Consider: the reason cozy mysteries (notably Agatha Christies) were so popular in the US/Europe following times of chaos, violence, and death (WWI, 1918 Pandemic, WWII) is because it took the randomness of violence and death and gave it *meaning.*
Death and violence was no longer senseless, it was driven by evil-but-understandable emotions. The reason the "anyone can die pointlessly!" genre of tv/movie writing is falling so flat these days is because we are again in a time of profound chaos, isolation, and random death.
Narratives that do not provide catharsis or meaning from random deaths are being rejected because right now, we are ACUTELY aware anyone could die (whether from disease or state violence) at any moment, deprived of their loved ones, without what we consider a "good reason."
"Hero bravely soldiers on alone" is not embraced b/c again, we are in a period of profound isolation. We don't want our escape to be "look at Hero, deprived of love and affection, continuing on b/c that is what a white guy who has never truly faced adversity deems brave."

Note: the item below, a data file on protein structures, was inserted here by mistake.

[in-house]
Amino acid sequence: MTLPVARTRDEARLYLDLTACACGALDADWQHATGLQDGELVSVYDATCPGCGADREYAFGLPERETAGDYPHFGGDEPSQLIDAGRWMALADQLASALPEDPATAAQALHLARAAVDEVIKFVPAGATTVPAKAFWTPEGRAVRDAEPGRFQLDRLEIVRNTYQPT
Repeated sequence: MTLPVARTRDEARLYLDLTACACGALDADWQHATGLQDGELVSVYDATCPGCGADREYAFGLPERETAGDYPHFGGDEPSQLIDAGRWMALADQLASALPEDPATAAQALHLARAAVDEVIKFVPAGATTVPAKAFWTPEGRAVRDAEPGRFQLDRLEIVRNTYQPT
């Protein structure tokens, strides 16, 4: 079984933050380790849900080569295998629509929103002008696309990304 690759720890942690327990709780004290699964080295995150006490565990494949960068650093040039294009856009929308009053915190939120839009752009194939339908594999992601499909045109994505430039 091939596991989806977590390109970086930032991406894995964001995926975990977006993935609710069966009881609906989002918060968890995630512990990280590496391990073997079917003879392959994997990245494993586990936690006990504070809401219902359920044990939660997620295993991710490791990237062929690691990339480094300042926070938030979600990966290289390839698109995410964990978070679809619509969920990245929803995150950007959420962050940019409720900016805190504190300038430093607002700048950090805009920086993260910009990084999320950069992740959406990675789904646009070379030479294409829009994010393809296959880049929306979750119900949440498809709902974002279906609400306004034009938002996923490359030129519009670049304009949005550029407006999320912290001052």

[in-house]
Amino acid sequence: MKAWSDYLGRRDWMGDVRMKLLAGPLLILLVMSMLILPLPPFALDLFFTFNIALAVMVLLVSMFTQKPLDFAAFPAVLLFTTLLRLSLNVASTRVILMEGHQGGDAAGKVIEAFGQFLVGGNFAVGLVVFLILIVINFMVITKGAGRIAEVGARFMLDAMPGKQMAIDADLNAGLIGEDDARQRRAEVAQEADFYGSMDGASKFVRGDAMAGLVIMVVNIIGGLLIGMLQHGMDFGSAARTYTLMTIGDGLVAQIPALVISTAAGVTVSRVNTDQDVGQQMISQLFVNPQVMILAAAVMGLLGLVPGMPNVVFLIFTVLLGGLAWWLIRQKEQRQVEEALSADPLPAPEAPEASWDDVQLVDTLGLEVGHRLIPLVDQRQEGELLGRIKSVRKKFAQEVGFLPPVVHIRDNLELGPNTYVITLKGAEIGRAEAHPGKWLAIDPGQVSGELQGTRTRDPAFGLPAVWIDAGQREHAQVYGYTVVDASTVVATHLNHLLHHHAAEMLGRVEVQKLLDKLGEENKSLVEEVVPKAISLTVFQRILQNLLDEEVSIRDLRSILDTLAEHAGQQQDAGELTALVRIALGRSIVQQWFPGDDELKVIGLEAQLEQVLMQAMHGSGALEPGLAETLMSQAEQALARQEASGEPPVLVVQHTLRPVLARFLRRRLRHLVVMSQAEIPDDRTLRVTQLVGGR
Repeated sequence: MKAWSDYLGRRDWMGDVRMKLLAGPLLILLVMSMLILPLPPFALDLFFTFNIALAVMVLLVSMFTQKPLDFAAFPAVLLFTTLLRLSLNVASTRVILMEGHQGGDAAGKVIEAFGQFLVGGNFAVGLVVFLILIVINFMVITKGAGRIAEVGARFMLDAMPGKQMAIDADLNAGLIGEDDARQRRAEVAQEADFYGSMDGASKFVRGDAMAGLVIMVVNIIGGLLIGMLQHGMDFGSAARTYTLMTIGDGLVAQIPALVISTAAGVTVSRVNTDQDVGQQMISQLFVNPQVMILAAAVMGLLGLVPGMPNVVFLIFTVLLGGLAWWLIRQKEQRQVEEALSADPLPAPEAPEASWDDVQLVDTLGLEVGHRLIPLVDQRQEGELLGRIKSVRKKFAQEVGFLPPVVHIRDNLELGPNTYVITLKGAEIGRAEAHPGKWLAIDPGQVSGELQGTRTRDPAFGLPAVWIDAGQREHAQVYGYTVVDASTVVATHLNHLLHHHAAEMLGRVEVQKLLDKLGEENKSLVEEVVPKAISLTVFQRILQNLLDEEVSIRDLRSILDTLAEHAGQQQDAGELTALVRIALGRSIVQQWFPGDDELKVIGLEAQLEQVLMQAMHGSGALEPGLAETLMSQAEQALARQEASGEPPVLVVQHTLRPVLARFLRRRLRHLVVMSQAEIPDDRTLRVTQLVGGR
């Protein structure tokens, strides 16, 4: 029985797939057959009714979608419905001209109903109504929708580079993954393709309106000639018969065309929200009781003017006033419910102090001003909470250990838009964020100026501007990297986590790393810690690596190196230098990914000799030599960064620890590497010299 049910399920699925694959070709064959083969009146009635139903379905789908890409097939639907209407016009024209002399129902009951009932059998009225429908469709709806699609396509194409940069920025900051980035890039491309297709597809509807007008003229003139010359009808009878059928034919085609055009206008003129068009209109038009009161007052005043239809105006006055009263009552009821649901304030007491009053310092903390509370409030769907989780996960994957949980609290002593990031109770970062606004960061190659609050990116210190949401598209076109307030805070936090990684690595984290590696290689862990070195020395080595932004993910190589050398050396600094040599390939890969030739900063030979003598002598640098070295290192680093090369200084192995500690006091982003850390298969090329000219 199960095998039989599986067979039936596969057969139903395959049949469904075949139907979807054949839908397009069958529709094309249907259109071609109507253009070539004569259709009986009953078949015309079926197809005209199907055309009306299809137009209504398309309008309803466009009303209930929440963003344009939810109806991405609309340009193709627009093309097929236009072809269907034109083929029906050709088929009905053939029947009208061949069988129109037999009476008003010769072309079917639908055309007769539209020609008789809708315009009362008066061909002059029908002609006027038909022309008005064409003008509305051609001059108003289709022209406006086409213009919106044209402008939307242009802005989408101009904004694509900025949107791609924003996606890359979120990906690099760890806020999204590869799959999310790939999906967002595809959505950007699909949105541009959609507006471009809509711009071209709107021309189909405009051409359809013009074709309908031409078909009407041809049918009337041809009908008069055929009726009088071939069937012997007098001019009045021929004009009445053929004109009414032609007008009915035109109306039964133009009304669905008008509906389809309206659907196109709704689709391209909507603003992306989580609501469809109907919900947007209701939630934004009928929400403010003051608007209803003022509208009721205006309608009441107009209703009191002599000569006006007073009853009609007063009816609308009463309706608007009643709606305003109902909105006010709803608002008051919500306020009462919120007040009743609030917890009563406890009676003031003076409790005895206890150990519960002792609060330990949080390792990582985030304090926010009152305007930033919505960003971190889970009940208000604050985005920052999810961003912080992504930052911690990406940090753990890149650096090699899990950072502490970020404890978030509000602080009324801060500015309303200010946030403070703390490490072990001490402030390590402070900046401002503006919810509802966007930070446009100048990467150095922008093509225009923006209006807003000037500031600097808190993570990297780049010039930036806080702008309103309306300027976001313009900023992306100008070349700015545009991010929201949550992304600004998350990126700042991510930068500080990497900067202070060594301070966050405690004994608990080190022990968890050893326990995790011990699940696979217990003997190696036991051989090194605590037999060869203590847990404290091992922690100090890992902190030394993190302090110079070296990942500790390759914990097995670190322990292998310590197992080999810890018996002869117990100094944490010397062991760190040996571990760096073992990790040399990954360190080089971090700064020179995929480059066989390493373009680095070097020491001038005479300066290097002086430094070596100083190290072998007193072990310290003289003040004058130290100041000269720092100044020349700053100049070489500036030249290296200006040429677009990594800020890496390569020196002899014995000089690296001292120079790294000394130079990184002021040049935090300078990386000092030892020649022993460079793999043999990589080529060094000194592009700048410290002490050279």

We want connection, we want love, and above all, audiences want MEANING. And no, a tacked on, last minute "idk they went to heaven or whatever" does not cut it in an increasingly secular society. We don't want to wait when we're ALREADY waiting.
It is not the fault of [pick your white cis male writer here] that we're in a global pandemic, but the enduring chaos of the Trump admin should have given them a clue that right now, "life is meaningless and death is random" is not the message that would resonate.
In short, your audience matters, and their WORLD matters. Art cannot be made in a vacuum, nor can you declare your work separate from the environment in which it was released.

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More from @E_Davis_Romance

26 Dec 19
There is a LOT going on in Romancelandia these days, but I woke up to "Gone with the Wind wasn't racist when it was published!!!" discourse and that is something that I cannot let stand. So gather 'round, fellow white folks, we've got something to discuss.
GWTW was published in 1936 and yes, it was racist then. When you say "it wasn't racist AT THE TIME" what you're *really* saying (whether you're cognizant of it or not) is "it wasn't racist *according to white people.*" Trust me, Black people in 1936 recognized it.
For a very long time, white people have judged whether or not something is racist based on what *we* think counts as racism, which is an incredibly convenient standard for us. And more often than not, white people see racism as an issue of *manners* more than anything else.
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